“It has provided some help in certain districts and in certain places, but it’s certainly not the solution to our school funding issues that we have here in Colorado,” she said.

As for transportation, CDOT only received $950,000 for a marijuana impaired driving campaign, according to the legislature’s state Joint Budget Committee. That’s not even a tenth of 1 percent of its budget of $1.5 billion for 2017-2018.

The Colorado Department of Revenue also has a good overview of how marijuana tax money is distributed. And if you want to get really nitty gritty, plus get an eye-popping look at how marijuana tax revenue has grown, check out this page, also from the revenue department. In 2014, for example, revenues from marijuana taxes, licenses and fees totaled $67,594,323. From January through September of this year, the total was $200,710,655.

 That is, yes, a lot of green.



  1. Could raise property taxes? Why are you so biased when you write about 73? It clearly will increase property taxes, a lot. This is the same old slanted reporting that makes readers skeptical of the media. Sad.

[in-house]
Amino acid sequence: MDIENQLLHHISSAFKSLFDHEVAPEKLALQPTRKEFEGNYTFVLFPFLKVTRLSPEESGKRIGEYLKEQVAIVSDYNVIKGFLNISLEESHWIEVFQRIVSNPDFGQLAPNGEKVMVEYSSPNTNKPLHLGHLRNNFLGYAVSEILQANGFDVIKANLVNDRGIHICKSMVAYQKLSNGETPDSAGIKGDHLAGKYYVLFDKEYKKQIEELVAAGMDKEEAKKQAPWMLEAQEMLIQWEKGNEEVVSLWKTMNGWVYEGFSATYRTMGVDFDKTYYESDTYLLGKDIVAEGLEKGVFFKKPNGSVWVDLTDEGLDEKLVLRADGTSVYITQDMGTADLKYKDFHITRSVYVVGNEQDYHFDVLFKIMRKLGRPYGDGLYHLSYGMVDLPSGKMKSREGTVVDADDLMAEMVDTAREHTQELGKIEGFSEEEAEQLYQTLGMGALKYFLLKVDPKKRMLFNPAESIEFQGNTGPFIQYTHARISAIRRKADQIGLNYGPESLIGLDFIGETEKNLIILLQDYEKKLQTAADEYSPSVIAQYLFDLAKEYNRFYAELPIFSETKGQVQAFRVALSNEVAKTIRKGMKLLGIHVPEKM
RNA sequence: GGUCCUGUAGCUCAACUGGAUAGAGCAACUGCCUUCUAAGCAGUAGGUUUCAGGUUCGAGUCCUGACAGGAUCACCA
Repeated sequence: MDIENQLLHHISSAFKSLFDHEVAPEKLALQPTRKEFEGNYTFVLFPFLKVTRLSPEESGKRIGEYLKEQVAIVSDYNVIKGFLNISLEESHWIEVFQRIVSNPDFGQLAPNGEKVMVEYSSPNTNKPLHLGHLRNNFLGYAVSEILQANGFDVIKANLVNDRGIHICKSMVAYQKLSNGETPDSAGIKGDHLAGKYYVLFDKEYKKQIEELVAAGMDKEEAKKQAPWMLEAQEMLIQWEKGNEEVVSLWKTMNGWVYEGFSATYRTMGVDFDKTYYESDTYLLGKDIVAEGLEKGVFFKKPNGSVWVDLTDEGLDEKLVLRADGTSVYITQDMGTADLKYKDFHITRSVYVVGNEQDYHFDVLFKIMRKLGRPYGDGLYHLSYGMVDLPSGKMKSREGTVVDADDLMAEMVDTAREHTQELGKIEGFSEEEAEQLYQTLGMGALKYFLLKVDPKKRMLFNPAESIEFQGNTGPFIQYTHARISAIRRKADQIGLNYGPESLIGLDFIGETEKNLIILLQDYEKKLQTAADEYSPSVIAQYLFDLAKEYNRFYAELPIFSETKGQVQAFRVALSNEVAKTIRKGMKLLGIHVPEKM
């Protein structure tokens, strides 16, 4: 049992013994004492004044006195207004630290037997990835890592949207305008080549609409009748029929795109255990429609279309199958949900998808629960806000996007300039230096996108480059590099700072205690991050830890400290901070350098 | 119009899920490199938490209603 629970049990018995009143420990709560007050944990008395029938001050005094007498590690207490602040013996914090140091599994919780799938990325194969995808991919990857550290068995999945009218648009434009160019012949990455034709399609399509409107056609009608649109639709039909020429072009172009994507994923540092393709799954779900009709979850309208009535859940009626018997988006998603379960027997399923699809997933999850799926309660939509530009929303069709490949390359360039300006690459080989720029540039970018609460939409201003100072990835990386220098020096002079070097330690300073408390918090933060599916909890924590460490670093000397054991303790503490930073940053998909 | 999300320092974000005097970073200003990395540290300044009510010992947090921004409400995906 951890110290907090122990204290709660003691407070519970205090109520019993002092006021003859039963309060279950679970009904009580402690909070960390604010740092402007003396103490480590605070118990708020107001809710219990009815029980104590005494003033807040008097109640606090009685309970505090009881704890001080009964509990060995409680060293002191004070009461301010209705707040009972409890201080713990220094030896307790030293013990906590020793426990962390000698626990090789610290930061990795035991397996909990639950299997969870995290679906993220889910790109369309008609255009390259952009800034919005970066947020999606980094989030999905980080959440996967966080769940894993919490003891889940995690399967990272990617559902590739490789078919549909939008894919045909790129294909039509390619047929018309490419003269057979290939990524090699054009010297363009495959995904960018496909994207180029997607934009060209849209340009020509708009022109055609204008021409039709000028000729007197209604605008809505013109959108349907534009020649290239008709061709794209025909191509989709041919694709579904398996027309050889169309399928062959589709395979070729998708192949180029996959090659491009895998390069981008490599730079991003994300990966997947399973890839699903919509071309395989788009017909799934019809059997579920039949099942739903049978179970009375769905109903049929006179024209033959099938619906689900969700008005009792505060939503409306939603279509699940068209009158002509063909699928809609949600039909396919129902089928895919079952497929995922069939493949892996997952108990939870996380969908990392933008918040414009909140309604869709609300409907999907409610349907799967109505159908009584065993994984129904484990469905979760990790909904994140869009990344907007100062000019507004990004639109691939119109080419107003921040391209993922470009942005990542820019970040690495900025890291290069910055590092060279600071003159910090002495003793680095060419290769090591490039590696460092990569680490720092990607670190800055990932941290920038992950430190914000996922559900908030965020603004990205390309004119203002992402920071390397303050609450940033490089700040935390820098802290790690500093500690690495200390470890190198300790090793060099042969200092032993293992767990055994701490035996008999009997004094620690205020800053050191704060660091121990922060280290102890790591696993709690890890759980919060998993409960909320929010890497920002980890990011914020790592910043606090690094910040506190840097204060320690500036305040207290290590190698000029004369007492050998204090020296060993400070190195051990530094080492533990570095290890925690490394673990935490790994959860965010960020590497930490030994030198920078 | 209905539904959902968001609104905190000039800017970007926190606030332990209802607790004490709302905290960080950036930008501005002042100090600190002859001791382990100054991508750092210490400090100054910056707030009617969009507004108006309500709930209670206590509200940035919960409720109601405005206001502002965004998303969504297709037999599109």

2. Hello, reader. Forest Wilson did speak to assessors about this and they agreed that it would be difficult to determine the impact on property taxes beyond next year. Property taxes are calculated by multiplying actual value x assessment rate x tax rate. Amendment 73 affects the assessment rate only, fixing it in place for education funding, not sanitation districts, not fire districts, etc. So, yes, next year’s assessment rate for the purposes of education funding will be higher than it would have otherwise been. But it is one part of the calculation with two other variables. Should market values in the future hold strong, should local tax rates remain unchanged — neither of which can be predicted — then yes, property taxes would go up. But we have no crystal ball by which to determine either of those things. Hence, our answer to whether your property taxes would go us as a homeowner: It depends. Thank you, Tina.